Snape plays mind game with cricketers

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(Jeremy Snape) (Jeremy Snape)

SYDNEY: With the huge amount of cricket being played these days psychology has come to play a big part in keeping the players focused on the game and away from other distractions which can be many when you are playing in front of a full house.

In that aspect former England cricketer turned psychologist Jeremy Snape is playing an important role in keeping the Sri Lankan players purely focused on the World Cup and nothing else.

“Psychology has been a huge part of cricket with the pressures and the expectations and the television it feels like there’s no hiding place, everything is being measured, everything’s being filmed, everything’s being analysed by all the former captains around the world so it can feel a really pressurised place,” said Snape. “But underneath all that players still have their best game to play and part of my job is to strip away a lot of the noise on the outside and make them focus on just their best game - what is it that they can do today to deliver their role for the team and be the best they can be every day.”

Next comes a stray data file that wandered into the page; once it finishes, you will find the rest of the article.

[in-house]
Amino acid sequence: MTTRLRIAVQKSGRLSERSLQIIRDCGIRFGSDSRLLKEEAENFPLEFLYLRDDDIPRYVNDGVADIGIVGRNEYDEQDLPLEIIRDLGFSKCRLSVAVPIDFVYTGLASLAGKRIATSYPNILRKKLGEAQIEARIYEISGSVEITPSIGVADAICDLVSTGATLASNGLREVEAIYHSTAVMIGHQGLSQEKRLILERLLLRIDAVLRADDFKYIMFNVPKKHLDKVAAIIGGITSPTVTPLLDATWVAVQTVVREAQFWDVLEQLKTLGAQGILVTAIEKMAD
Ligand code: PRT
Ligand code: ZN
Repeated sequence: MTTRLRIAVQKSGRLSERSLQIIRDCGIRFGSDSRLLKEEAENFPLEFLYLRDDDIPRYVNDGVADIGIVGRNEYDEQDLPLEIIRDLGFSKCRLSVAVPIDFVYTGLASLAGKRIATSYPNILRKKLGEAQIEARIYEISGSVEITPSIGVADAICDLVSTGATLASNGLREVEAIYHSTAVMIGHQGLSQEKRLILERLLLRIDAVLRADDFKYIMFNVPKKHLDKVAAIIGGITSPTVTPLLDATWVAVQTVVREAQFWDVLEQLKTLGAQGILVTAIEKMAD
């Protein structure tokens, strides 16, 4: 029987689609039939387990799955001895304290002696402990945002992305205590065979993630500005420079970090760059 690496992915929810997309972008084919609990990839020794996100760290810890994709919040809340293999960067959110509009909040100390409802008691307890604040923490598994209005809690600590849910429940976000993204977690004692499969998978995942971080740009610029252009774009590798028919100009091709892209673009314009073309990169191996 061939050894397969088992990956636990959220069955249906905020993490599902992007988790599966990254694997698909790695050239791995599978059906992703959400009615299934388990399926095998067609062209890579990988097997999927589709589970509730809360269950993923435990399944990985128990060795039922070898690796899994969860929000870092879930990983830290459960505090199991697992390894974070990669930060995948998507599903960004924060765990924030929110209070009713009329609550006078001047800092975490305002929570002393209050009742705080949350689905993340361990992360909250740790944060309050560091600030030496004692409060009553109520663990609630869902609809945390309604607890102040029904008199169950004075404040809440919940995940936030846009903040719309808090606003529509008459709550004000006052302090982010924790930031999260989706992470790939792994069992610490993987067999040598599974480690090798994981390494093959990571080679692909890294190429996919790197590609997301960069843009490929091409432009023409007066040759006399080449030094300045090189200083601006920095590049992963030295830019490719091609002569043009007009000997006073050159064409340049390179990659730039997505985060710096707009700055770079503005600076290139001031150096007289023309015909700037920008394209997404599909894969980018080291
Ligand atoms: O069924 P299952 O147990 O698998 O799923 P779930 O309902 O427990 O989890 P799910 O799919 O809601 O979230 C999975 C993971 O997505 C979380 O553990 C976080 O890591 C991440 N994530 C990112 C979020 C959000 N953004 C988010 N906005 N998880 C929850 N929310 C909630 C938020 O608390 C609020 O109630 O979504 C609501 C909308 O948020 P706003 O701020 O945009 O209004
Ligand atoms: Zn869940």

One Lankan cricketer to benefit from Snape’s presence in the dressing room is Dinesh Chandimal who has been short of confidence and struggling to regain the form that he showed at the start of his career.